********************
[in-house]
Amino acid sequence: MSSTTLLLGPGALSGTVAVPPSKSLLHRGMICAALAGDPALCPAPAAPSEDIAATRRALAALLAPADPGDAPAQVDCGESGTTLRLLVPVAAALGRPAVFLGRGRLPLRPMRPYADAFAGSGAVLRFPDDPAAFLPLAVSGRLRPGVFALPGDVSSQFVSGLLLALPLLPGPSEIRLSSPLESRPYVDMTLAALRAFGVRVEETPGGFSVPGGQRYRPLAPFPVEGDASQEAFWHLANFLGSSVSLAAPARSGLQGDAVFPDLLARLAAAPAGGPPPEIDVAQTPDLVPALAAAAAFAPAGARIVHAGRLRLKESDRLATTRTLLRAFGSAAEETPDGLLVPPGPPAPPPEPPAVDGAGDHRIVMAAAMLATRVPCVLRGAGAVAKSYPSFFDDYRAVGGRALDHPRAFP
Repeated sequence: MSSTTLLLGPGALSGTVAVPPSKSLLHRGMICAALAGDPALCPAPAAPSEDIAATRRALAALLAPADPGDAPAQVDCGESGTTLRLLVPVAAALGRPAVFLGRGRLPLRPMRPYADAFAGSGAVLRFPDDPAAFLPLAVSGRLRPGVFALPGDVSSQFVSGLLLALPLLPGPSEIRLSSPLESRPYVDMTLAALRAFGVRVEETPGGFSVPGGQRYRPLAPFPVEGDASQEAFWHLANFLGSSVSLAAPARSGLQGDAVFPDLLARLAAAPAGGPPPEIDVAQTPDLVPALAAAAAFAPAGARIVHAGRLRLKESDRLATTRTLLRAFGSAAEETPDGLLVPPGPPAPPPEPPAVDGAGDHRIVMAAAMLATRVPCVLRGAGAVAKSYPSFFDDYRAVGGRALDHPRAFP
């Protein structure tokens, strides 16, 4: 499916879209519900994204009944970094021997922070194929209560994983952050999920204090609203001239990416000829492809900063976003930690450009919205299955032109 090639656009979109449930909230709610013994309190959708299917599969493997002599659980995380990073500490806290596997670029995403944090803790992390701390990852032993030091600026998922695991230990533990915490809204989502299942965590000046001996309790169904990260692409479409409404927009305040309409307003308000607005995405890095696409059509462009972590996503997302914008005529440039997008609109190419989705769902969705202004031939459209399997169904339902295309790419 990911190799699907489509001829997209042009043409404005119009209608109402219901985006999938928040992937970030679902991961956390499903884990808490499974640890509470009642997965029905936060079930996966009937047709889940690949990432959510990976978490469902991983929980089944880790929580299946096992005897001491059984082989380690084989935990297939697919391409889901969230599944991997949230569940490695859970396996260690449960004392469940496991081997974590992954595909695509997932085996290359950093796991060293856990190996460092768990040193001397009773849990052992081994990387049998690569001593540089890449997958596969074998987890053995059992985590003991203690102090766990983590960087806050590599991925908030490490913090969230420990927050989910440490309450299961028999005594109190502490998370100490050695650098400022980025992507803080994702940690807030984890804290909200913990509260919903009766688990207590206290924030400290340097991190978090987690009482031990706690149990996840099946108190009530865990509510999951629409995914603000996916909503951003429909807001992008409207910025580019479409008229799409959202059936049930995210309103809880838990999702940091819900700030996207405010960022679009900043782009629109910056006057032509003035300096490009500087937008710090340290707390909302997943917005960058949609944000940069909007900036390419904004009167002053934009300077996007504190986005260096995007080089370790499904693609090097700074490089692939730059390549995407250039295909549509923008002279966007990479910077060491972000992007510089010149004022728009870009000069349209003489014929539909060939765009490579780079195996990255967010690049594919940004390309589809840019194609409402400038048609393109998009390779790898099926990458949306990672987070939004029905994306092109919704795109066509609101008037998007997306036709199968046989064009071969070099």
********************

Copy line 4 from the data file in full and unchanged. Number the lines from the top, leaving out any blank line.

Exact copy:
């Protein structure tokens, strides 16, 4: 499916879209519900994204009944970094021997922070194929209560994983952050999920204090609203001239990416000829492809900063976003930690450009919205299955032109 090639656009979109449930909230709610013994309190959708299917599969493997002599659980995380990073500490806290596997670029995403944090803790992390701390990852032993030091600026998922695991230990533990915490809204989502299942965590000046001996309790169904990260692409479409409404927009305040309409307003308000607005995405890095696409059509462009972590996503997302914008005529440039997008609109190419989705769902969705202004031939459209399997169904339902295309790419 990911190799699907489509001829997209042009043409404005119009209608109402219901985006999938928040992937970030679902991961956390499903884990808490499974640890509470009642997965029905936060079930996966009937047709889940690949990432959510990976978490469902991983929980089944880790929580299946096992005897001491059984082989380690084989935990297939697919391409889901969230599944991997949230569940490695859970396996260690449960004392469940496991081997974590992954595909695509997932085996290359950093796991060293856990190996460092768990040193001397009773849990052992081994990387049998690569001593540089890449997958596969074998987890053995059992985590003991203690102090766990983590960087806050590599991925908030490490913090969230420990927050989910440490309450299961028999005594109190502490998370100490050695650098400022980025992507803080994702940690807030984890804290909200913990509260919903009766688990207590206290924030400290340097991190978090987690009482031990706690149990996840099946108190009530865990509510999951629409995914603000996916909503951003429909807001992008409207910025580019479409008229799409959202059936049930995210309103809880838990999702940091819900700030996207405010960022679009900043782009629109910056006057032509003035300096490009500087937008710090340290707390909302997943917005960058949609944000940069909007900036390419904004009167002053934009300077996007504190986005260096995007080089370790499904693609090097700074490089692939730059390549995407250039295909549509923008002279966007990479910077060491972000992007510089010149004022728009870009000069349209003489014929539909060939765009490579780079195996990255967010690049594919940004390309589809840019194609409402400038048609393109998009390779790898099926990458949306990672987070939004029905994306092109919704795109066509609101008037998007997306036709199968046989064009071969070099």